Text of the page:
Cabinet okays transfer of PA funds

Netanyahu: Every shekel we give to a Hamas-led government is unexplainable.

Olmert cabinet 298 (photo credit: AP [file])
Olmert cabinet 298
(photo credit: AP [file])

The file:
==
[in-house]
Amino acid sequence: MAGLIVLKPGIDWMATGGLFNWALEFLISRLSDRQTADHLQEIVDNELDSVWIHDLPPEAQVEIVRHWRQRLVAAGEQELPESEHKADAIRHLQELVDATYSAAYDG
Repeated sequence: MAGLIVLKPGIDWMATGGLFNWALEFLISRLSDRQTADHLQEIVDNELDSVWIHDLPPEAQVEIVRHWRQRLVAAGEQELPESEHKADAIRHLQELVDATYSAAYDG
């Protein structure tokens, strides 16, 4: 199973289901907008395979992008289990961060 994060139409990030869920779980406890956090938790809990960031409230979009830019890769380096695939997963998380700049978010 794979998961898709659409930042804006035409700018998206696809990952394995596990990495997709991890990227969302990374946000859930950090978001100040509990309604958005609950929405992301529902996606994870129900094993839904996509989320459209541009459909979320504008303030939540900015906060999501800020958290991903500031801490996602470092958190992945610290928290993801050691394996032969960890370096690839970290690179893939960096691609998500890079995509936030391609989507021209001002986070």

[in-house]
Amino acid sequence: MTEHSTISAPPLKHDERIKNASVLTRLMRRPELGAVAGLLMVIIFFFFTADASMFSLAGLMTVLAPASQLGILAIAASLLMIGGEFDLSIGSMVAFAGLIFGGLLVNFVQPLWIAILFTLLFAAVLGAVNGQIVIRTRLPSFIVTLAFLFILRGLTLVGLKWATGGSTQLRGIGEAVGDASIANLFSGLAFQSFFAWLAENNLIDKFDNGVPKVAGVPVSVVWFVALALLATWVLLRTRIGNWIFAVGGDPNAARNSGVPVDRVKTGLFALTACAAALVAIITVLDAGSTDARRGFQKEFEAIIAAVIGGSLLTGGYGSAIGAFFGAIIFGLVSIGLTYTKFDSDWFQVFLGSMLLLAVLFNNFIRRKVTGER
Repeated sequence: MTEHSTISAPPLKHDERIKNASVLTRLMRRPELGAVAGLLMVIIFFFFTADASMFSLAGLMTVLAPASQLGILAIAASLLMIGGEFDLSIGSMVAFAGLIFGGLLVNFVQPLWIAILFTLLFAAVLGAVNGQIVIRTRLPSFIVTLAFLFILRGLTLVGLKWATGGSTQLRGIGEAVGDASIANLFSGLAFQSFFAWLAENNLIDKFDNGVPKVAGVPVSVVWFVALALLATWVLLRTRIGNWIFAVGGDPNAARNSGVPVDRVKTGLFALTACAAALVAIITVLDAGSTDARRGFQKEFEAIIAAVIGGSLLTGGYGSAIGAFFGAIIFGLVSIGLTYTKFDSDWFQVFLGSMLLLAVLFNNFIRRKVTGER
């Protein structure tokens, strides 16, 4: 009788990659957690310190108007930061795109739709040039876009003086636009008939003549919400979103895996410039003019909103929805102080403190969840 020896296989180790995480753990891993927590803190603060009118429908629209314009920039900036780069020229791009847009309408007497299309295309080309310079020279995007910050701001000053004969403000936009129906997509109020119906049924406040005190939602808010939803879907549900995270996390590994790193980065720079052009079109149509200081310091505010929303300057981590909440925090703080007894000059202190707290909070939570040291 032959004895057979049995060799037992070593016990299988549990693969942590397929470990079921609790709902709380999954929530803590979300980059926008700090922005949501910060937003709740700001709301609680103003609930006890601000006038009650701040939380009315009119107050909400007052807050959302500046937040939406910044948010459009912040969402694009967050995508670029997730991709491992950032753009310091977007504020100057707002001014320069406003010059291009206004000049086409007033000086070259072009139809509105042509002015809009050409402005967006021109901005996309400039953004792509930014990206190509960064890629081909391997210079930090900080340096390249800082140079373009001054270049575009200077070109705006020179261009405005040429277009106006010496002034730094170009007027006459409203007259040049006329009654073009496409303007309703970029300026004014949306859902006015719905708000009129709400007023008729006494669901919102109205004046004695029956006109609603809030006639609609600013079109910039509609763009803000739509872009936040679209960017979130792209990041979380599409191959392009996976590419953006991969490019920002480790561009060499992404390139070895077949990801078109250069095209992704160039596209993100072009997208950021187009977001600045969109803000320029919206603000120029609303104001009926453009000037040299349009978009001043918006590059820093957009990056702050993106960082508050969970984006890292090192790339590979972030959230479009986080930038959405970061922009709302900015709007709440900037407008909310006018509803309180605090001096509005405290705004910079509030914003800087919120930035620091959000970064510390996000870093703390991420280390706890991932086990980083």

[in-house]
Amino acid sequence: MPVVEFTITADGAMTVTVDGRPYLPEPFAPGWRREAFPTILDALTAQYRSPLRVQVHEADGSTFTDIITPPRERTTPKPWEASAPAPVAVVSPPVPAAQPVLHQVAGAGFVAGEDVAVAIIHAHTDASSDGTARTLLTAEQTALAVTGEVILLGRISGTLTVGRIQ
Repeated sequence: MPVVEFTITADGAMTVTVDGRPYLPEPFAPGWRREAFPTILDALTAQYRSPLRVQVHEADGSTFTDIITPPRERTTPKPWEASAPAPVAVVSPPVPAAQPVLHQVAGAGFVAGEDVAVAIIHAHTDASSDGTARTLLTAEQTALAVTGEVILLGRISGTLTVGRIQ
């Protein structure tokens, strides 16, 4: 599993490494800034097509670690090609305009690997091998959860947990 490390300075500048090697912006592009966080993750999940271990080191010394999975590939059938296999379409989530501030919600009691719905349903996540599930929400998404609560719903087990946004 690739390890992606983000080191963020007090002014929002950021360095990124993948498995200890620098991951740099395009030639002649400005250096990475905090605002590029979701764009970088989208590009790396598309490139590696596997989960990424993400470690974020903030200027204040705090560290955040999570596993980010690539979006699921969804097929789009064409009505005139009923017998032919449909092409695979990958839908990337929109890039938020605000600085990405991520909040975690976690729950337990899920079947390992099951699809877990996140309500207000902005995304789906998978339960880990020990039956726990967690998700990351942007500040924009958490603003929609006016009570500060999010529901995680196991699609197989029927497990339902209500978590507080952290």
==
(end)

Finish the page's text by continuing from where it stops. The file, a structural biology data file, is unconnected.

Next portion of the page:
The Cabinet on Sunday agreed to transfer about NIS 240 million owed to the Palestinians, after delaying the payment last week. Cabinet Minister Zeev Boim said the transfer was taking place Sunday. The government had been expected at its weekly cabinet meeting on Sunday to decide to transfer the millions in customs and tax revenue Israel was supposed to have given the PA on Friday so that the Palestinian Authority can pay January salaries to its 135,000 workers. Likud Chairman and prime minister hopeful Binyamin Netanyahu blasted the decision, saying, "We are trying to create international pressure against Hamas - so every shekel we give to a Hamas-led government is unexplainable." Bank of Israel Governor Stanley Fischer indicated Saturday he would advise the government to transfer the funds. "I generally prefer to abide by agreements I've signed," Fischer said in an Israel Radio interview. "So that is at least one rationale for transferring the money. There are all kinds of other rationales, but that is my starting point." Under the 1995 Israel-PA interim agreements, Jerusalem is to transfer to the PA each month the customs and tax revenues it collects at the ports and crossing points on behalf of the PA. Israel held up transferring the funds following Hamas's victory in the Palestinian Legislative Council election, saying that it wanted to "wait and see" whether Hamas would be in the new PA government before going through with the transfer. Hamas does not recognize the interim agreements, nor any PA agreements with Israel. One government official said that Israel wanted to make sure, however, that the money would only be going to pay the salaries, and would not somehow end up in Hamas's hands. The PA is facing a severe financial crisis, due to the Israeli decision not to transfer tax revenues and a European decision late last year to withhold funds because of lack of transparency in the PA and because the PA hired new workers and raised salaries. Israel's position is that it will not cooperate with the PA if Hamas is a member of the government and does not disavow terrorism, recognize Israel and accept all previous agreements with it. In addition to Fischer, the defense establishment - both the IDF and the Shin Bet (Israel Security Agency) - have come out in favor of transferring the money as well, concerned that leaving so many people without salaries would plunge the Palestinian areas deeper into chaos and anarchy. Both Egypt and the US have also urged Israel to transfer the money, at least during the period of a transitional government inside the PA. The US administration, meanwhile, is working to ensure a flow of foreign aid to the PA to deal with the financial crisis the Palestinians are facing. A senior administration official said Friday that though the US itself cannot assist the Palestinians directly, it was trying to find ways to help the Palestinian interim government overcome its cash flow problems. "We've taken a decision here that we want to support the interim government under President Abbas," the official said. "They have a significant need for outside support and we have agreed to try and help them with this process, trying to make sure that other potential donors are trying to be supportive." The US expects the major donors of the PA, namely the EU, Japan and Arab countries, to find ways to provide the PA with cash that will be used mainly for paying salaries of workers in the public sector. The senior administration official added that the main goal of the US now is to "strike the right balance" between making sure that the Palestinian people are not cut off from all foreign aid, and the need to make sure money does not get to the hands of terrorists. "I don't think anybody, including in Israel, wants to see desperate people," the official said. Israel's reaction to the Palestinian elections will be the focus of the visit by Foreign Minister Tzipi Livni to Washington this week. Livni will meet Secretary of State Condoleezza Rice on Wednesday and, according to administration officials, the US would like to hear from her about Israel's views and concerns in light of the new situation in the Middle East. This will be Livni's first visit to the US as foreign minister and the first high-level dialogue between US and Israeli officials since the PA elections. The US has made it clear that it is not seeking any compromise with Hamas and it will not try to accommodate the organization's views. "The burden is on them to modify a position that has been unacceptable for the international community," said the senior official. The only focus of the administration now, the official added, was working with the Palestinian interim government led by Mahmoud Abbas, and presenting a unified international front in regard to the demands presented to Hamas. These demands - recognizing Israel, renouncing violence and giving up terror - are, according to the official, "entirely consistent with Israel's national and security needs." The official stressed that Hamas needed to adhere to the terms of the road map, even though it was elected on a platform that is "directly contradictory" to the plan. At present, the US is not putting pressure on Israel to move ahead with the dismantling of illegal settlements, a provision detailed in the road map. The senior official said that the US still expected Israel to live up to its obligations on the issue of settlements and outposts, but "our preference is to give the government of Israel, the people of Israel space in which to deal with these issues." The official added that the violence in Amona last week was "a matter of some concern" to the US. The administration will not call on Israel publicly to dismantle more outposts, since this would be seen as a pressure which would make things more difficult for Israel. While the US is showing support for Israel by accepting Israel's view of Hamas as not being a partner for negotiations, and by not pressuring the Olmert government on the issue of settlements, the administration is cool to the Israeli request for further financial aid for the development of the Negev and Galilee. Israel had put forth a request for a special aid package, amounting to over $1 billion, for development projects in the wake of the disengagement. President Bush has voiced support for the request, but in the eight months that have passed since it was first presented, little has been done to approve it. On Friday, a senior administration official said that talks regarding the aid package were still going on, but he stressed the need for Israel to understand the financial difficulties the US is facing. "This is a really tough budget year for us," said the official, referring to the costs of the war in Iraq, homeland security and the costs incurred by hurricane Katrina. "I'm sure our friends in Israel understand that."